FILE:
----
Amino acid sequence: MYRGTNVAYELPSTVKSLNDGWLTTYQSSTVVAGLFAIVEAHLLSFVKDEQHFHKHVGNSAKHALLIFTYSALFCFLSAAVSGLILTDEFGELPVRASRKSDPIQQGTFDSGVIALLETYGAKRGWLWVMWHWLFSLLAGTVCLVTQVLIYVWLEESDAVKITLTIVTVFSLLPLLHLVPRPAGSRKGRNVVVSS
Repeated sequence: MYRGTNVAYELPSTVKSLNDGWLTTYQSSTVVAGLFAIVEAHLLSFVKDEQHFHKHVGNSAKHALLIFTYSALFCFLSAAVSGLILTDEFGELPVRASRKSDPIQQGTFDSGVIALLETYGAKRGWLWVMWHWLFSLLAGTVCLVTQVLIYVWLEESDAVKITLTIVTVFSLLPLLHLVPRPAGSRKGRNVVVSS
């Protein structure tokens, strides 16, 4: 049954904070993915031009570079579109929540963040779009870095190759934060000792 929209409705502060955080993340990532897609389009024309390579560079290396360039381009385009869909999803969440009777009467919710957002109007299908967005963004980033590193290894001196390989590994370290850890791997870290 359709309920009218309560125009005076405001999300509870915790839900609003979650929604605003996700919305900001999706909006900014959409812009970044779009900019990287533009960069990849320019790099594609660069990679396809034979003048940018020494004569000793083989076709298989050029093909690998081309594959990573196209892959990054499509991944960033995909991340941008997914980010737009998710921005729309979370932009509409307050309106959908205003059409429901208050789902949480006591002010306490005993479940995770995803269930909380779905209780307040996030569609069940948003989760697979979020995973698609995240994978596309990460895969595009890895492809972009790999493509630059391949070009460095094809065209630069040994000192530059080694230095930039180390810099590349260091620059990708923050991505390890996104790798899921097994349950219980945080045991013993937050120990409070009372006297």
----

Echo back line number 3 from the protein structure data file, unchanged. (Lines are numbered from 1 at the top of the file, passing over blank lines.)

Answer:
């Protein structure tokens, strides 16, 4: 049954904070993915031009570079579109929540963040779009870095190759934060000792 929209409705502060955080993340990532897609389009024309390579560079290396360039381009385009869909999803969440009777009467919710957002109007299908967005963004980033590193290894001196390989590994370290850890791997870290 359709309920009218309560125009005076405001999300509870915790839900609003979650929604605003996700919305900001999706909006900014959409812009970044779009900019990287533009960069990849320019790099594609660069990679396809034979003048940018020494004569000793083989076709298989050029093909690998081309594959990573196209892959990054499509991944960033995909991340941008997914980010737009998710921005729309979370932009509409307050309106959908205003059409429901208050789902949480006591002010306490005993479940995770995803269930909380779905209780307040996030569609069940948003989760697979979020995973698609995240994978596309990460895969595009890895492809972009790999493509630059391949070009460095094809065209630069040994000192530059080694230095930039180390810099590349260091620059990708923050991505390890996104790798899921097994349950219980945080045991013993937050120990409070009372006297």